I have a need for a biscuit joiner, I will use it once now, and maybe not use it again for years.

I like buying tools.

Can you rent? I hate to have to buy specialized tools that I may not use again for a long time. That is why I use to make a deal with the LBS, that I would buy specialized tools he could use, and he would do my modifications or repairs. Worked out well for us over the years. This also the guy that would close his shop and come get me, if I had a real problem. He would also do this for cross country riders, and tell them to call if they had additional problems. I think he would drive 100miles to help a cyclist.

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56 minutes ago, Old No. 7 said:

He said no

Stephen has been with snap on for over 30 years so I thought there was a chance.

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Men and love of tools/weapons probably goes back to the time the first shaped-stone ones were invented hundreds of thousands of years ago.

It's not widely known that, according to the legends, most of the city-state and island kings among the Greeks didn't want anything to do with the Trojan War - they were forced into it by an oath they had taken earlier involving beautiful Helen.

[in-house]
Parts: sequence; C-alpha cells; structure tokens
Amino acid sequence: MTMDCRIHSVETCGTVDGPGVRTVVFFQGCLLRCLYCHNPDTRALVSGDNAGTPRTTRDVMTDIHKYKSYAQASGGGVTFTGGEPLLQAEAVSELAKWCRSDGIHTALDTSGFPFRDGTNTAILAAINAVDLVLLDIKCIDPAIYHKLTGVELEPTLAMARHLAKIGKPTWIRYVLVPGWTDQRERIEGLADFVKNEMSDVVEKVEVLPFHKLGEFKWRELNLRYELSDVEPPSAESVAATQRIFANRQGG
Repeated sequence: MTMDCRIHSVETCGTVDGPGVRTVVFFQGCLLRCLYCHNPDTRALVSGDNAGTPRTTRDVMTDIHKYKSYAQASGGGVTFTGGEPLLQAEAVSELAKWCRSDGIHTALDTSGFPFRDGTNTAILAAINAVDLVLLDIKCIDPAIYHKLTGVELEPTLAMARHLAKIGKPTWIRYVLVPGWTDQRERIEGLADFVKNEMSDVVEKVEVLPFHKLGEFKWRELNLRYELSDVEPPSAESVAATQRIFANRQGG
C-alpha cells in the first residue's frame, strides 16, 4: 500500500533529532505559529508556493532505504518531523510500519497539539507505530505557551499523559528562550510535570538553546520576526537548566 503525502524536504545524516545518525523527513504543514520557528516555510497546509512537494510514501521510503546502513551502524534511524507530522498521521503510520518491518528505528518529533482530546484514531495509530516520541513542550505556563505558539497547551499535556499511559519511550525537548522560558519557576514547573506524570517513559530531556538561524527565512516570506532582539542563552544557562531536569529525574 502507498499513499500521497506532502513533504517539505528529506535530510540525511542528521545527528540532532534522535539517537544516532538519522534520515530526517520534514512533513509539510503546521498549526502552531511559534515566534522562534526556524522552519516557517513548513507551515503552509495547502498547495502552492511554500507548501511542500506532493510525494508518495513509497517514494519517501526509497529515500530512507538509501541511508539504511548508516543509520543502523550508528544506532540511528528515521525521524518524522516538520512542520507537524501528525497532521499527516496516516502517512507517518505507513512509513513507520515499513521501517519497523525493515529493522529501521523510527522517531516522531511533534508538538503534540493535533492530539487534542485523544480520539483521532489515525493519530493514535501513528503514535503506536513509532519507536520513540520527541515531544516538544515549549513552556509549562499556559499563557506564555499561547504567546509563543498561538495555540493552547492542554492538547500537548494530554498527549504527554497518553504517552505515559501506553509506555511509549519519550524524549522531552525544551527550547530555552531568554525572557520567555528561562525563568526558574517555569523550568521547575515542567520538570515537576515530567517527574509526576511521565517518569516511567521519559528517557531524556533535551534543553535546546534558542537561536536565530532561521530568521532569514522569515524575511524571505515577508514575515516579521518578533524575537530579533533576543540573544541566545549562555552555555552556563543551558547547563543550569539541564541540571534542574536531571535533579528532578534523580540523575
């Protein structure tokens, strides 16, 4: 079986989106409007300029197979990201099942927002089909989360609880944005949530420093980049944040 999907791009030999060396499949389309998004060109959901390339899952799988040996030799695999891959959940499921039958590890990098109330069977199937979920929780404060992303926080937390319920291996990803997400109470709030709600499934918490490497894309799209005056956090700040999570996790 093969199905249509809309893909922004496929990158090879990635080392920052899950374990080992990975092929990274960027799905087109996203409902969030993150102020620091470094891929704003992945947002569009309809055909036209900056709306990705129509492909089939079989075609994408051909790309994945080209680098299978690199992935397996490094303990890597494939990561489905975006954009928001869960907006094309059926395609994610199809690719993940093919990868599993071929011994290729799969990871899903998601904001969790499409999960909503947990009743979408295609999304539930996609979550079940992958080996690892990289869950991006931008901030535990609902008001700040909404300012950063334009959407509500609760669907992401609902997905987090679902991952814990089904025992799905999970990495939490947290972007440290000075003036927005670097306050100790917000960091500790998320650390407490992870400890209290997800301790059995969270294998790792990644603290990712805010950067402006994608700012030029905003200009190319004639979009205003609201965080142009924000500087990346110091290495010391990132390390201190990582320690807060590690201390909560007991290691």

On the Island of Skyros, their king was the greatest of all the Greek warriors, Achilles.  But Achilles dress as a woman and hid from the messengers of King Agamemnon (I stood at his grave and in his bedroom at the ruins of Mycenae!). the brother-in-law of Helen and the #1 king in Greece. Achilles didn't want to fight the Trojans over some unfaithful woman!

So the messengers of Agamemnon laid out two big tables in the main square of the island's city.  One table had linen, clothing, jewelry, and the like. The other table had tools and weapons.  When someone dressed as a woman began admiring the weapons, the messengers caught Achilles and delivered to call to arms.